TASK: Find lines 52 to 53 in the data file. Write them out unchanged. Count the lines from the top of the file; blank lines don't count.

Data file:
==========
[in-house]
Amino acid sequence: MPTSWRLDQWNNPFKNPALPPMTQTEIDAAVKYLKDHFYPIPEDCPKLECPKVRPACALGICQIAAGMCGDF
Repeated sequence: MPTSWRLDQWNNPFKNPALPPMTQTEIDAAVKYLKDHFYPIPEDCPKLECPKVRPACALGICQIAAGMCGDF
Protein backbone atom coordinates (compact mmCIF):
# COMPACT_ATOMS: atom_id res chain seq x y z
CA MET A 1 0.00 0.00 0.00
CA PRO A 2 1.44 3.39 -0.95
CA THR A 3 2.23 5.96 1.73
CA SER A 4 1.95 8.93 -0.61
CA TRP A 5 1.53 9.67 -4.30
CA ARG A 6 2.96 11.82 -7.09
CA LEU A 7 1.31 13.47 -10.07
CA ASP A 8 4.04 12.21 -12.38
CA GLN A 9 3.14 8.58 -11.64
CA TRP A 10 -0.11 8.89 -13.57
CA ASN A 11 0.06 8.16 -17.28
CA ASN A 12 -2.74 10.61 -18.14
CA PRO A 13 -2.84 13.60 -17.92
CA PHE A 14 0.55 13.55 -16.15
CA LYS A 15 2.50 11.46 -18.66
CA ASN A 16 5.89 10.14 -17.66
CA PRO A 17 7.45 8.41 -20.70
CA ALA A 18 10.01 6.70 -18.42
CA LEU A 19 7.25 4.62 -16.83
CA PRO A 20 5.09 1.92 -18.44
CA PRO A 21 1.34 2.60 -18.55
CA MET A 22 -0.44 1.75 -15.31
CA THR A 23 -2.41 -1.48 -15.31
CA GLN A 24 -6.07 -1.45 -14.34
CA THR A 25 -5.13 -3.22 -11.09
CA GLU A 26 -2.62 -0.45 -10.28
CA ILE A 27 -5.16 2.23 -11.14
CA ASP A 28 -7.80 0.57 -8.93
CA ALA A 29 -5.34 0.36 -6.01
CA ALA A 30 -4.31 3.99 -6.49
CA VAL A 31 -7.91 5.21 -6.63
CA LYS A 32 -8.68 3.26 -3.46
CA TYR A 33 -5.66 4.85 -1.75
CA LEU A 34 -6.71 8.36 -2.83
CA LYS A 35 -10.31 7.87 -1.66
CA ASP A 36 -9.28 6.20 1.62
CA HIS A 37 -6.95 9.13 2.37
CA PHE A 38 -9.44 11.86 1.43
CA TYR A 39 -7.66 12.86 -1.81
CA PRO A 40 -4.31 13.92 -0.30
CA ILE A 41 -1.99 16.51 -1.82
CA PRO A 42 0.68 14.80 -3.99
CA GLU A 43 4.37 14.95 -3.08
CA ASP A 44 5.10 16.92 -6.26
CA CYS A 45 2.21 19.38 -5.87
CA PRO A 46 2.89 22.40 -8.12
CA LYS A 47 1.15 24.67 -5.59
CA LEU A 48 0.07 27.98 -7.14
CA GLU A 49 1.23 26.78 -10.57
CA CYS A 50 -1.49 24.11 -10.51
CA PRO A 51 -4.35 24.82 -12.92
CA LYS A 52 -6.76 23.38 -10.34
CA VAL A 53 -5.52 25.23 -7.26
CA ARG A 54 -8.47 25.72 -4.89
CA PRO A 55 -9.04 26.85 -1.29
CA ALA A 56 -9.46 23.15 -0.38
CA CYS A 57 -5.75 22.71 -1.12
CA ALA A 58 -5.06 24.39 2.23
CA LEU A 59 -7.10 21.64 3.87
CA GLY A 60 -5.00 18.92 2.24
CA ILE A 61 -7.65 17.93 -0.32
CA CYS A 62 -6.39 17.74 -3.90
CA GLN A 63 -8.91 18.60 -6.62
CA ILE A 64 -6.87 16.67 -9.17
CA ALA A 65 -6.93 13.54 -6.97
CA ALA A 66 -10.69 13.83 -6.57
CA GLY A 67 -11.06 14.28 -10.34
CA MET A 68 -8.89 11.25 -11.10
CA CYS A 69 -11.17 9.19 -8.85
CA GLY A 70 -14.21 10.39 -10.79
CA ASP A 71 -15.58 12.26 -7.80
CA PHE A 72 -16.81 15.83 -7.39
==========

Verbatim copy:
CA LYS A 47 1.15 24.67 -5.59
CA LEU A 48 0.07 27.98 -7.14